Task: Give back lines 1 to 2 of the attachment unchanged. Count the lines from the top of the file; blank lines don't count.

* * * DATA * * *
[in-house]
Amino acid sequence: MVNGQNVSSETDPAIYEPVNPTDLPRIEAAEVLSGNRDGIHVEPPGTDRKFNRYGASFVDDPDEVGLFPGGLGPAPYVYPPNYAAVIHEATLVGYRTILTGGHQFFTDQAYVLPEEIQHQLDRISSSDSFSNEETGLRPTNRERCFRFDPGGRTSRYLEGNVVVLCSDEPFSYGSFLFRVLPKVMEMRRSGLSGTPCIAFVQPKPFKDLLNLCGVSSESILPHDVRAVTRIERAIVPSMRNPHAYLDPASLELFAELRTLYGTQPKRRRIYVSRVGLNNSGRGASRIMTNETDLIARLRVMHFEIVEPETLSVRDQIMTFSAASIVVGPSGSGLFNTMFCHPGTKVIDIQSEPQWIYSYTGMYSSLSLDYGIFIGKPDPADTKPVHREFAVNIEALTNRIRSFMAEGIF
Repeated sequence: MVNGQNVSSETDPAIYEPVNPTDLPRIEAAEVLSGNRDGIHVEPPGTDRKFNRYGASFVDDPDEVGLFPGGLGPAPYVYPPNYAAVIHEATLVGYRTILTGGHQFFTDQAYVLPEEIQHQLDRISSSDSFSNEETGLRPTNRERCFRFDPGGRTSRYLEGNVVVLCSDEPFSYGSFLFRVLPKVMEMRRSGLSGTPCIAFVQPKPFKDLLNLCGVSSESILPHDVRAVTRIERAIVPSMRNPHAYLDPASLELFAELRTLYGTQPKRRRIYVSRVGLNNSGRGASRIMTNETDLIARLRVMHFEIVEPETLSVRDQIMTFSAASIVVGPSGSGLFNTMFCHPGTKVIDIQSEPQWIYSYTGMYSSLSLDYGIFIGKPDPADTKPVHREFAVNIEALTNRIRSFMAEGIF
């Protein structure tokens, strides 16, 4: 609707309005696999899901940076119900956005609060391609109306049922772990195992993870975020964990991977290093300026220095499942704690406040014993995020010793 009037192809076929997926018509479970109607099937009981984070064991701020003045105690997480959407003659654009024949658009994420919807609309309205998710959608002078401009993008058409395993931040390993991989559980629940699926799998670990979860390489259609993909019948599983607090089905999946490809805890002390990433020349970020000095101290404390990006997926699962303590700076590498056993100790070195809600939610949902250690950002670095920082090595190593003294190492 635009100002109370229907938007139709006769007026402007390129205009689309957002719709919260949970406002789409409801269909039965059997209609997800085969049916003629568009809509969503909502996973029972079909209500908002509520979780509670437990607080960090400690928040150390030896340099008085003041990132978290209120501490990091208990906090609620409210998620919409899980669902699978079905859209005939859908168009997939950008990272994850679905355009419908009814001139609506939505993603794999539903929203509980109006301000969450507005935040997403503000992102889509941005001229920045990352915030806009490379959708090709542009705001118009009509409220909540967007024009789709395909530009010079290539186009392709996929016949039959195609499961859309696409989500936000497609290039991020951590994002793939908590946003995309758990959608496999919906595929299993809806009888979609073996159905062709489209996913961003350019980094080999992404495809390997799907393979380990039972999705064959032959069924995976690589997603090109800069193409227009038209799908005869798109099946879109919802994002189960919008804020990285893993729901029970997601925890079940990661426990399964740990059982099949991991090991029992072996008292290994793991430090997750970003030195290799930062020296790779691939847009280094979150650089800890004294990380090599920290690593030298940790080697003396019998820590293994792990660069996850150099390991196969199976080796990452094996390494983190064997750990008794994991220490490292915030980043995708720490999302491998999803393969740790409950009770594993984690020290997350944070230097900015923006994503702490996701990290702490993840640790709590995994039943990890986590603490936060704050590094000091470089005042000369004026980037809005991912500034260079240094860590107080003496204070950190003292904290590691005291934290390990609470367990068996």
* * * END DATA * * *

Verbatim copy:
[in-house]
Amino acid sequence: MVNGQNVSSETDPAIYEPVNPTDLPRIEAAEVLSGNRDGIHVEPPGTDRKFNRYGASFVDDPDEVGLFPGGLGPAPYVYPPNYAAVIHEATLVGYRTILTGGHQFFTDQAYVLPEEIQHQLDRISSSDSFSNEETGLRPTNRERCFRFDPGGRTSRYLEGNVVVLCSDEPFSYGSFLFRVLPKVMEMRRSGLSGTPCIAFVQPKPFKDLLNLCGVSSESILPHDVRAVTRIERAIVPSMRNPHAYLDPASLELFAELRTLYGTQPKRRRIYVSRVGLNNSGRGASRIMTNETDLIARLRVMHFEIVEPETLSVRDQIMTFSAASIVVGPSGSGLFNTMFCHPGTKVIDIQSEPQWIYSYTGMYSSLSLDYGIFIGKPDPADTKPVHREFAVNIEALTNRIRSFMAEGIF